There are nine words that can strike either fear and/or motivation into the heart of a third year MFA actor: “What are you going to do after you graduate?”
I have nine responses to this question. That’s because over the last three years, I have learned that I’m capable of so much more than I ever thought. Theatre has, once again, proven to be a training ground not just for itself, but also for life.
I’ll share such an instance with you. We were nearing performances for Tom Jacobson’s The Twentieth-Century Way. It’s a fast-paced, two-person show and I couldn’t stop worrying that I was going to say the wrong line and completely derail. It got to the point that I became obsessive and was anticipating a catastrophic event on opening. I had to let go and trust that I would know what to say when I had to say it. I had to trust that my scene partner, director, stage manager, faculty, and indeed the audience, were all there to help me, not to judge me. Once I let go of all of my worries – that I hadn’t done enough character research, that I wasn’t capable enough, that my memory would fail me – I started to fly and, magically, the right words came and I got through it. It was terrifying and thrilling. I’ll never forget it.
We all have different reasons for wanting to take on a character, to create, to perform. For me, it’s the pursuit of truth. Whether on stage or screen, indoors or outdoors, in rehearsal or performance, the conditions for revealing the truth are the same.
1. Listen – to my scene partner; to the playwright’s words; to all of the ideas in the room; to myself; with my whole self.
2. Trust – my scene partner; the director; and everyone working to make the production a success; that if I’ve done my homework, my ideas are grounded in the world of the play and very worth exploring.
3. Investigate – the given circumstances; my character’s speech patterns; where I came from and where I’m going; what I want and what I’m getting.
4. Accept – that I am enough and not enough; that I have insecurity and so does everyone else; that which I cannot control.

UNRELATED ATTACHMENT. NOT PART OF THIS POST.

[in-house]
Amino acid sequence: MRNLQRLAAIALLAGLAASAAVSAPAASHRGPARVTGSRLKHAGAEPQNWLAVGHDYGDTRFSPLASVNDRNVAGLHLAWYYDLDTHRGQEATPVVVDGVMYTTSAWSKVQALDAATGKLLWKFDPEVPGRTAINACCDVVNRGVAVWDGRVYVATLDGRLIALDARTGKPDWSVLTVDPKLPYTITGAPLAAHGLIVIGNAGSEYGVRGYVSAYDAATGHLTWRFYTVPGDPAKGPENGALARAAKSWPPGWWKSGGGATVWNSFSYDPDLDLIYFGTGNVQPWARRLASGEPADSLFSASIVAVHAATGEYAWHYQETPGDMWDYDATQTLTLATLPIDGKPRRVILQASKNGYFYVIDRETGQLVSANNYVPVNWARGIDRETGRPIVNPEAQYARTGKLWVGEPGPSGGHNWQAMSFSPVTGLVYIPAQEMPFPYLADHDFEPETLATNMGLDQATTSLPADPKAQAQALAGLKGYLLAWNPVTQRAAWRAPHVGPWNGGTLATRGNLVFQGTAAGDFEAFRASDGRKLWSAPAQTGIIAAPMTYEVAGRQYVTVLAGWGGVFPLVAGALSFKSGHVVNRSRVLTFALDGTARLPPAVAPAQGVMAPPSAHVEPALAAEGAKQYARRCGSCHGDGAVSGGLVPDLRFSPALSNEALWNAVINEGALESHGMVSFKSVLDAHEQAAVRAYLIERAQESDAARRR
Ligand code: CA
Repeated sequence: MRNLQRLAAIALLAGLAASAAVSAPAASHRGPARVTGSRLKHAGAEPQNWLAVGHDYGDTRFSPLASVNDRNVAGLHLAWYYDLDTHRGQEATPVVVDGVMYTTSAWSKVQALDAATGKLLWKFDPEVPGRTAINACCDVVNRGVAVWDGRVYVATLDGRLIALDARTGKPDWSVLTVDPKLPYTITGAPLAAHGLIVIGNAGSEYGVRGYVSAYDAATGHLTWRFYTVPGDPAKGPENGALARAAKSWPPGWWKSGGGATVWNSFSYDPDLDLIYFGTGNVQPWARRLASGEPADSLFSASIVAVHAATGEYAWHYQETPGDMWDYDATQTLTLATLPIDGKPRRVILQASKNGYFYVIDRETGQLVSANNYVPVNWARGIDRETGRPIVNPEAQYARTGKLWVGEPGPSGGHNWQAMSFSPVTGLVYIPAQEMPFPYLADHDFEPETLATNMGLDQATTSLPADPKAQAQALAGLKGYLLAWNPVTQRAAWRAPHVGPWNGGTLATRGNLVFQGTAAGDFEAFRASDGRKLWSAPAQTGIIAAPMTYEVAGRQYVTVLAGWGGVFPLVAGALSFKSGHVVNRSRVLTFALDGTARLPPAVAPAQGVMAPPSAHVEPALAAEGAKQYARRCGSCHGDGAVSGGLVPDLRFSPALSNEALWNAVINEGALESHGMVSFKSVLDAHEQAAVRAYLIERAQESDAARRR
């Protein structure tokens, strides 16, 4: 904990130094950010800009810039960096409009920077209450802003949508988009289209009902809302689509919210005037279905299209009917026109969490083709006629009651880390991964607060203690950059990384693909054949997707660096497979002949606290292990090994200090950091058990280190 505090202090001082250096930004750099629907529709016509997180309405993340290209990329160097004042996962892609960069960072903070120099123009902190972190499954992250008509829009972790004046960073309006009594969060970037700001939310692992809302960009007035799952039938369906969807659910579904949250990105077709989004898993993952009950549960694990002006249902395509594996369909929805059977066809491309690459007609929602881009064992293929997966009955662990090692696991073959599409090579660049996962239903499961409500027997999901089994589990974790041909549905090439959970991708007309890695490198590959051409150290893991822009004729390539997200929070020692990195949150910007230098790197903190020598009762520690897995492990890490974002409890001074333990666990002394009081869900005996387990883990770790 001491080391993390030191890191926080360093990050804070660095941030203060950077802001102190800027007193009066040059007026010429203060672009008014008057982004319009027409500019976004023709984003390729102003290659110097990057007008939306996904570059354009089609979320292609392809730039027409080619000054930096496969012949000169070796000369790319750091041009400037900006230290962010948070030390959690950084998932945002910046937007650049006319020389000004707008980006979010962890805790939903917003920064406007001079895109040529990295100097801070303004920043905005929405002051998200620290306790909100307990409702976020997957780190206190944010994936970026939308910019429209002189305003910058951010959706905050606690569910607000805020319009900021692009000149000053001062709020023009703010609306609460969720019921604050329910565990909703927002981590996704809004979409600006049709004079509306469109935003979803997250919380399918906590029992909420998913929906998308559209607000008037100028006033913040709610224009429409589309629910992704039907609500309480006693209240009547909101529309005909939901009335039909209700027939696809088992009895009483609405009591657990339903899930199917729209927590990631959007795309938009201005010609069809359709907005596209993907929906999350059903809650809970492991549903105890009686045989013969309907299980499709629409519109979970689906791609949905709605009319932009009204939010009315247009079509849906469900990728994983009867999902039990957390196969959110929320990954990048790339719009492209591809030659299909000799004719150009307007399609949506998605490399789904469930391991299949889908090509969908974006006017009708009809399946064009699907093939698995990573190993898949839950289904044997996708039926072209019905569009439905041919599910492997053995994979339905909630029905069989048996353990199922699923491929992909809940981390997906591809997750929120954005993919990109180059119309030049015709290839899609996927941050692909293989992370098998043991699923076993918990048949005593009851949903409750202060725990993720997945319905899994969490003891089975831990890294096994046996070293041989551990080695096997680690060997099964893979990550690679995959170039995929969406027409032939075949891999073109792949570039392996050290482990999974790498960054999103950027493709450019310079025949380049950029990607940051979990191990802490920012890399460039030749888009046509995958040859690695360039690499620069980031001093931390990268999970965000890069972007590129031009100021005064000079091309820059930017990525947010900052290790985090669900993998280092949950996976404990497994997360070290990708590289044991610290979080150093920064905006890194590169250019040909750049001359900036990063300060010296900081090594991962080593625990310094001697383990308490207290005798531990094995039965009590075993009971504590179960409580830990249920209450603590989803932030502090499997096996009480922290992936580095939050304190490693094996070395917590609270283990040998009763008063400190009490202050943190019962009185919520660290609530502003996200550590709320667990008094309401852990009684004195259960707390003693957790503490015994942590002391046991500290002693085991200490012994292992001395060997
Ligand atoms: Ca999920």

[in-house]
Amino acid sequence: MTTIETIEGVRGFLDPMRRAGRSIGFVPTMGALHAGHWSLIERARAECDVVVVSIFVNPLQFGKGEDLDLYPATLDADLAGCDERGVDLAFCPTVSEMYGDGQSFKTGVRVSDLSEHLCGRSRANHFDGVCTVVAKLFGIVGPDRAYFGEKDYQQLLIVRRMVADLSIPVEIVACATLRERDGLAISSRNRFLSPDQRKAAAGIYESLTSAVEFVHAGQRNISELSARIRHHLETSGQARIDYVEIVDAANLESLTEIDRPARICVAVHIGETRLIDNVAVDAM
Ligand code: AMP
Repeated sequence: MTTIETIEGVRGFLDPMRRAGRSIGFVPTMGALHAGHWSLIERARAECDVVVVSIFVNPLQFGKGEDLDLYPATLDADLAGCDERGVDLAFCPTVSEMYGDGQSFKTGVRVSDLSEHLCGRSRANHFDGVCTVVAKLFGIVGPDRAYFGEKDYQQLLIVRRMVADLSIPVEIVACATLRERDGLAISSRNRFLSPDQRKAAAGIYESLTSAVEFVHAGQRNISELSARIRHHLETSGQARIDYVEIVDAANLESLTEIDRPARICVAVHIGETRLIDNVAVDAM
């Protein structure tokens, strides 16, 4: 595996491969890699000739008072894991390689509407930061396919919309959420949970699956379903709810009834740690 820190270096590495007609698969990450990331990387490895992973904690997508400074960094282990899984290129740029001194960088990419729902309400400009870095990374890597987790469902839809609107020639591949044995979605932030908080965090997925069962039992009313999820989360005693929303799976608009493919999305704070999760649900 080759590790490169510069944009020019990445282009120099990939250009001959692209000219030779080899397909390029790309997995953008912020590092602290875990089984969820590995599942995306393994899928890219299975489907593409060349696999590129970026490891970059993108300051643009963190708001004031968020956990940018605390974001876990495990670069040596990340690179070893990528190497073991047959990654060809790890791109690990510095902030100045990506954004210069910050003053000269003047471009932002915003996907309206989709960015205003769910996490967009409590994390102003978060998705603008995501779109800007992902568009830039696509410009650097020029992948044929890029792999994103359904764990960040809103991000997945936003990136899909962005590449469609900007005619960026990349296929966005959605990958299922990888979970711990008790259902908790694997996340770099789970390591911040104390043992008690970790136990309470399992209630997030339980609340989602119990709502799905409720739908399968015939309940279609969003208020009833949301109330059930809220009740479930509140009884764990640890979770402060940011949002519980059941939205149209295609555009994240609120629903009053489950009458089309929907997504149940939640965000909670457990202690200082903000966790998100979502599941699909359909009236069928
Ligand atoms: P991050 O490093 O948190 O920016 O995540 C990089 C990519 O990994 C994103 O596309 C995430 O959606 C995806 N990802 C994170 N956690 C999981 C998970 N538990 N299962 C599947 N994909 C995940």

5. Create – something, anything, big or small, every single day.
6. “Find the fear in the room and face it.” (Valerie Curtis-Newton)
7. Train – my body; my soul; my spirit; my character; my music; my creativity; my inner-warrior.
8. Nourish – my body; my soul; my spirit; my character; my music; my creativity; my inner-warrior; the others in the room.
9. Let go – of what came before and what may or may not come next.
Every day I’m learning (and re-learning) that I’m much more productive when I listen and respond with my whole self; when I trust that my training is there; contemplate what’s underneath my words; accept rather than doubt; take advantage of opportunities to express myself artistically; identify my fears and work to do something about them; push my body to its potential, but also treat it with forgiveness; when I have faith that I will know what to do when I need to do it.
The bassist Victor Lemonte Wooten says, “Rehearsal is performance and performance is rehearsal.” If you rehearse as though you are performing, you are more likely to have a great performance, and every performance is a rehearsal for the next one. The same attitude can be applied to a creative life. When I practice the above daily, I am more likely to be open to spontaneity, to new and better variations, and to revealing truth. In turn, my own life is enriched.
My training is rapidly starting to come together in a way I never imagined. It’s all starting to make sense and, I am told, I will experience “light bulb” moments for years to come. So after I graduate, I plan to keep doing the things on my list. It’s a working list, subject to change. On it, however, are some of the most valuable lessons I’ve learned in the last three years. They are lessons that, in the moment, were specific to an acting exercise, a performance, or a rehearsal, but that have become just as important in life.